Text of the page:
other social partners through the Nedlac labour, business and civil society forum, but there is a need for more bilaterals between them, he says.
“Just as we know government has bilaterals with labour, they also need to have highlevel, structured engagements with business.”
The partnership between the government and business has not extended beyond Covid-related issues to the extent business hoped it would.
“On the economic recovery stuff, we haven’t had sufficient high-level bilaterals with government.
“We need a small team from business and a small team from government to sit down and thrash through the critical issues related to investment and growth, and take some hard decisions related to those.”
Business has been pushing for this for eight months since handing the government its comprehensive but largely ignored accelerated economic recovery strategy.
But Coovadia thinks Operation Vulindlela, a joint project by the National Treasury and the presidency to address structural impediments to economic growth,
is a move in the right direction. “It’s an excellent initiative. It has a small team of capable people focusing on a small set of critical deliverables. They’re concentrating on that and they appreciate the need to work with the private sector to implement those.”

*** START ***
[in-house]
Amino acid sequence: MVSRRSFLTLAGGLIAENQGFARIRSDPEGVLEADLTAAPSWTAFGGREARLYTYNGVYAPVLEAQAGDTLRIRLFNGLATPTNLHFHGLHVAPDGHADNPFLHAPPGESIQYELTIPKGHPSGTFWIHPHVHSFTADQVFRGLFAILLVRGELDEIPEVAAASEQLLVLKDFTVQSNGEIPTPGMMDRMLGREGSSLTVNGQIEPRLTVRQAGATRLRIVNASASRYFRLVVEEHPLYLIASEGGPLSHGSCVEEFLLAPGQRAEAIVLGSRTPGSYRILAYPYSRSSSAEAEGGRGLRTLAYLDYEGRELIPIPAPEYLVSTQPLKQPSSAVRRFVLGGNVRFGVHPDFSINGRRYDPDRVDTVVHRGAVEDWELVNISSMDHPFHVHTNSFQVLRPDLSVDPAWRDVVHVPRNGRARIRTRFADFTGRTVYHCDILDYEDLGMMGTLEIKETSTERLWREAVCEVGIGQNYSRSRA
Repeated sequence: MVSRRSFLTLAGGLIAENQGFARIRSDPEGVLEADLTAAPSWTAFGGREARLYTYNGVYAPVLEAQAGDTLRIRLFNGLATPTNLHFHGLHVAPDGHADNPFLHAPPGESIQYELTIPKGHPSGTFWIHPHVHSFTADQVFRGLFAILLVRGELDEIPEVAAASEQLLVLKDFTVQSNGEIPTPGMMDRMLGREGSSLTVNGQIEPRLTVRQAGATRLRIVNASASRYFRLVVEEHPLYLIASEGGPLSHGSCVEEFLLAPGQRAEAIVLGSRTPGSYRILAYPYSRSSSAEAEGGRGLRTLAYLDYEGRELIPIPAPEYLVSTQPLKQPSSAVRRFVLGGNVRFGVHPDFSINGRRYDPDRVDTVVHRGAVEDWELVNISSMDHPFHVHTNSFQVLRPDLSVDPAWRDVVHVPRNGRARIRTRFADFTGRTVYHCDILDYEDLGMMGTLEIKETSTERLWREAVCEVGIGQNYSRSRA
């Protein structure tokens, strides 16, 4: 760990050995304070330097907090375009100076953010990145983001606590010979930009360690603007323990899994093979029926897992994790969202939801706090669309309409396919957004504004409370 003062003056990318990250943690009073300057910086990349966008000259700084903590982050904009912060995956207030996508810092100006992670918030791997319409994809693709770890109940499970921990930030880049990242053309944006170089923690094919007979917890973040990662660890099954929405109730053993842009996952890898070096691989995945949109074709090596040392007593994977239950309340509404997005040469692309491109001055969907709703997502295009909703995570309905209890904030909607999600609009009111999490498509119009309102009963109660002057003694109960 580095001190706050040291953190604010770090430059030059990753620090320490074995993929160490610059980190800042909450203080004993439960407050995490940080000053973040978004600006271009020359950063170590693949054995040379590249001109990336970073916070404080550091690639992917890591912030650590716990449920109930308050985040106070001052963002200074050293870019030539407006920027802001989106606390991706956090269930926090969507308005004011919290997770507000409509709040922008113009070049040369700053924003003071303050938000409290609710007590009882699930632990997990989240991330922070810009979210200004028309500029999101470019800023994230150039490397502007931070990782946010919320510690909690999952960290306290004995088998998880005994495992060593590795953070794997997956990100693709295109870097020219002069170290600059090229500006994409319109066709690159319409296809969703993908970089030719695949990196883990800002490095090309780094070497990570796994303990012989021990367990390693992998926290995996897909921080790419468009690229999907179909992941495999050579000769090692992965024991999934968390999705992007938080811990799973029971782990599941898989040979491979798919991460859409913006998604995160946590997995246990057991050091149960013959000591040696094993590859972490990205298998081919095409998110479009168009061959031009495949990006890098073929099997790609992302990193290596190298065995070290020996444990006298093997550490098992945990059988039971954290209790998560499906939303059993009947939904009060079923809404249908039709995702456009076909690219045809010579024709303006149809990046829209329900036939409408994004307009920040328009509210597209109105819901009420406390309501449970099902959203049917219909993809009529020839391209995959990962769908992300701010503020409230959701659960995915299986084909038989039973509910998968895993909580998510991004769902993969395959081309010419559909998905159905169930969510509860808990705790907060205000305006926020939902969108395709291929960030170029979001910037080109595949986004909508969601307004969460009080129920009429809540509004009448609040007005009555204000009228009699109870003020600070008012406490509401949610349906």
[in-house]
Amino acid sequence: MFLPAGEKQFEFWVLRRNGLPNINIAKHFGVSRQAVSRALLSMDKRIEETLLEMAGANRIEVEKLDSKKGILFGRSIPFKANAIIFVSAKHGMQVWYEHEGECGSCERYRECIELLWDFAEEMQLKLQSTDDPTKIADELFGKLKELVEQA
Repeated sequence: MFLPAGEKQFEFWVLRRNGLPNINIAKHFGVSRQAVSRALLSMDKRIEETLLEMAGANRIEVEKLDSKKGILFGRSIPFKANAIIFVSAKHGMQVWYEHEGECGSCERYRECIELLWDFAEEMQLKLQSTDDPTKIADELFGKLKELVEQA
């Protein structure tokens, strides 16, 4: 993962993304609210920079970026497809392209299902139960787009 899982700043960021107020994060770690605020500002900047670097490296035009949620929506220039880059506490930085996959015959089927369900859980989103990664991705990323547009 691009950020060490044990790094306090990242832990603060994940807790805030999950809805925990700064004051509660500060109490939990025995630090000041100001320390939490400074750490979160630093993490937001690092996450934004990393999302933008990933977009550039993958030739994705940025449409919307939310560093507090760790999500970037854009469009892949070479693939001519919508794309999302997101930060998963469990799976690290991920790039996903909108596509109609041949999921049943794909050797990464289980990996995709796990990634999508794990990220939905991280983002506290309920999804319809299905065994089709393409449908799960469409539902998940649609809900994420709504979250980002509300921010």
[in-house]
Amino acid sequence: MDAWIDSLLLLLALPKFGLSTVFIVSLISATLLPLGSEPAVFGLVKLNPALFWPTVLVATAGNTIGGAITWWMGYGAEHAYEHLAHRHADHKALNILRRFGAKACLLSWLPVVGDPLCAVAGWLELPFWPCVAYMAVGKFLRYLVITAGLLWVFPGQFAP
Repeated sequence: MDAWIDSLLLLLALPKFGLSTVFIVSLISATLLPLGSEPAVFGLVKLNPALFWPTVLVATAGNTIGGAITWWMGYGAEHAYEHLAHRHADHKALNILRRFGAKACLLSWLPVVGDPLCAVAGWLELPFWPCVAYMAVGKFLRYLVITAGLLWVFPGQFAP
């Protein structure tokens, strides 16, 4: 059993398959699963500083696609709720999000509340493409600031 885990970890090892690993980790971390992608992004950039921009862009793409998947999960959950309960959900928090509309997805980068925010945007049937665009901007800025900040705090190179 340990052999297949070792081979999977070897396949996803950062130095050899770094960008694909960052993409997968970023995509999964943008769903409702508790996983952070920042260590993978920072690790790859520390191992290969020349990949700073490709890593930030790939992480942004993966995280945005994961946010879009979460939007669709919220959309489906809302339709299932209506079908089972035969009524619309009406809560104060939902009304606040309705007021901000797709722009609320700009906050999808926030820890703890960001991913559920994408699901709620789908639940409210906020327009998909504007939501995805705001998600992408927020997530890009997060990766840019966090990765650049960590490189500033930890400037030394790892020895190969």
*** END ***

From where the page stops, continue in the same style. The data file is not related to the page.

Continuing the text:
Even in the context of fighting the pandemic, the government-business partnership Coovadia talks about has been nonexistent in some key areas.
Nowhere is this more glaringly illustrated than in a recent study showing that the government’s catastrophic shutdown of the liquor industry had no factual basis and was entirely unnecessary.
Business has constantly urged the government “to give us sight of the data you’ve used as the rationale for your positions related to the alcohol industry, so that we know that the decisions being taken are databased and fact-based, and so the industry can proactively address issues that the data shows up,” says Coovadia.
“That data has not been forthcoming.” The study says that interventions like the curfew and limitations on mobility have a far bigger impact on reducing trauma cases and freeing up hospitals to deal with Covid cases, which the government cited as its motive, than banning alcohol.
The study was industry funded, but Coovadia says he’s satisfied that the study, which was peer reviewed by top University of Cape Town statistician professor Graham Barr, was independent.
The 19-week industry shutdown cost 200,000 jobs, R27bn in lost taxes and billions of rands in lost investment.
“The damage has been done, but the report demonstrates that, going forward, we need to do things differently. In taking decisions like this in future, all available information and data must be put on the table and shared transparently so that we all have confidence that decisions are being taken on a factual basis,” says Coovadia
He says the kind of partnership business needs to have with the government “must involve the government sharing information it has with its social partners, including business, proactively”.
He says he hopes that as a result of the report the National Coronavirus Command Council “will be more transparent in the way it works, and utilise facts and data when making the decisions that it makes”.
We just don’t seem to be getting what we need to do to promote investment and growth
CEO of Business Unity SA